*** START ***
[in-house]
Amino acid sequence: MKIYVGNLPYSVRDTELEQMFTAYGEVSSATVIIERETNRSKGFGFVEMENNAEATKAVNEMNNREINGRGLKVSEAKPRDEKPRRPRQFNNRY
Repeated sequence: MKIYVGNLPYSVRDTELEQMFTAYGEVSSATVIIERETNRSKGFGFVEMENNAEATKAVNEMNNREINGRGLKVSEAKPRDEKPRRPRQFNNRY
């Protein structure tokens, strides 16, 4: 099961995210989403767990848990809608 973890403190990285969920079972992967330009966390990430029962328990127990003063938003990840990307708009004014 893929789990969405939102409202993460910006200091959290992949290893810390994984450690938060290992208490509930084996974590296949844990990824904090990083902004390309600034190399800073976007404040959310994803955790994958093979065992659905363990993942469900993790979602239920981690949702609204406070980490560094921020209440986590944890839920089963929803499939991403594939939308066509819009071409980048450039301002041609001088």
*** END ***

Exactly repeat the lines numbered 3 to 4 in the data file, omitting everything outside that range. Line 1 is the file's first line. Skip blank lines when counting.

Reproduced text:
Repeated sequence: MKIYVGNLPYSVRDTELEQMFTAYGEVSSATVIIERETNRSKGFGFVEMENNAEATKAVNEMNNREINGRGLKVSEAKPRDEKPRRPRQFNNRY
């Protein structure tokens, strides 16, 4: 099961995210989403767990848990809608 973890403190990285969920079972992967330009966390990430029962328990127990003063938003990840990307708009004014 893929789990969405939102409202993460910006200091959290992949290893810390994984450690938060290992208490509930084996974590296949844990990824904090990083902004390309600034190399800073976007404040959310994803955790994958093979065992659905363990993942469900993790979602239920981690949702609204406070980490560094921020209440986590944890839920089963929803499939991403594939939308066509819009071409980048450039301002041609001088």